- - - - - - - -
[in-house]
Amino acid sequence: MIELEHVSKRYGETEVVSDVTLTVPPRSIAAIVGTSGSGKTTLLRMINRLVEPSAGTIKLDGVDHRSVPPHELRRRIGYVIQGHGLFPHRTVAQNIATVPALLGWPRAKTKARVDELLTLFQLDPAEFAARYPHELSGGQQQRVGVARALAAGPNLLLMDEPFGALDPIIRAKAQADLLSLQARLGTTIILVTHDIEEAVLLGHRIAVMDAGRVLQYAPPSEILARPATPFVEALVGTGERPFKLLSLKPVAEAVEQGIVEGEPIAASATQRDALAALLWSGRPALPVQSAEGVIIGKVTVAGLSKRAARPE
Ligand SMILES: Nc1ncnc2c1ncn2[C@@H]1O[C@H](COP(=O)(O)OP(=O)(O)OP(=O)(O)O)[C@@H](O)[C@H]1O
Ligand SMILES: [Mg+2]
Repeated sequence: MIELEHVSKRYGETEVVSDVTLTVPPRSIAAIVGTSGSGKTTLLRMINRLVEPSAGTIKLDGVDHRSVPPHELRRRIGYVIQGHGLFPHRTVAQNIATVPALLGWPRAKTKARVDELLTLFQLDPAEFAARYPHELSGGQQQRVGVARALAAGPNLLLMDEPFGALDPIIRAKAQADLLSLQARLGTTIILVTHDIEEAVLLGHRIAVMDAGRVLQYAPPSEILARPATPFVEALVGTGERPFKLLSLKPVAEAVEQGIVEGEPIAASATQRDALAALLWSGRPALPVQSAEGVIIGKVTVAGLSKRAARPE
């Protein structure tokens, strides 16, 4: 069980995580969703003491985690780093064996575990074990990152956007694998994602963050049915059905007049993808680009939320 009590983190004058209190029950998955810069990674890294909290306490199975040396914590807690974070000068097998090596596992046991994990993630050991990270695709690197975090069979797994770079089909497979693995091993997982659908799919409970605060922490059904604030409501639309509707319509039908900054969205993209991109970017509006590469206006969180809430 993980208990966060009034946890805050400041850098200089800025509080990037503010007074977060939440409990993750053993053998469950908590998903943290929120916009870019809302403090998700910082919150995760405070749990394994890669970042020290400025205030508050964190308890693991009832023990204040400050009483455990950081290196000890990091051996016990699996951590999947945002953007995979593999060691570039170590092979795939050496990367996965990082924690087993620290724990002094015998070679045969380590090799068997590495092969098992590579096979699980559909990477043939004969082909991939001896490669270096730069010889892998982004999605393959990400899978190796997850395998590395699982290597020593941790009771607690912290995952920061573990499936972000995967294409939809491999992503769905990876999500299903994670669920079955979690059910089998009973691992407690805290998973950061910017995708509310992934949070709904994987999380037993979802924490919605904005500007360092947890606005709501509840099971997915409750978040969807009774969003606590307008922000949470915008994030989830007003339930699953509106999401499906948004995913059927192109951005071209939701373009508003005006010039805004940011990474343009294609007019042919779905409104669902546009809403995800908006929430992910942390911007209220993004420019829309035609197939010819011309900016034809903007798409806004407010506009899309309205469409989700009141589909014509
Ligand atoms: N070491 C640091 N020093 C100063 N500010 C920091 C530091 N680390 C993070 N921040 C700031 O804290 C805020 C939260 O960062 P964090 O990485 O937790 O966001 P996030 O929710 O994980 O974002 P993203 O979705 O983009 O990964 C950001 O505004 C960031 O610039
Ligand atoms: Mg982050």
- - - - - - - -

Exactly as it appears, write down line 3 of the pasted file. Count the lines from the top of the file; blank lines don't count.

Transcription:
Ligand SMILES: Nc1ncnc2c1ncn2[C@@H]1O[C@H](COP(=O)(O)OP(=O)(O)OP(=O)(O)O)[C@@H](O)[C@H]1O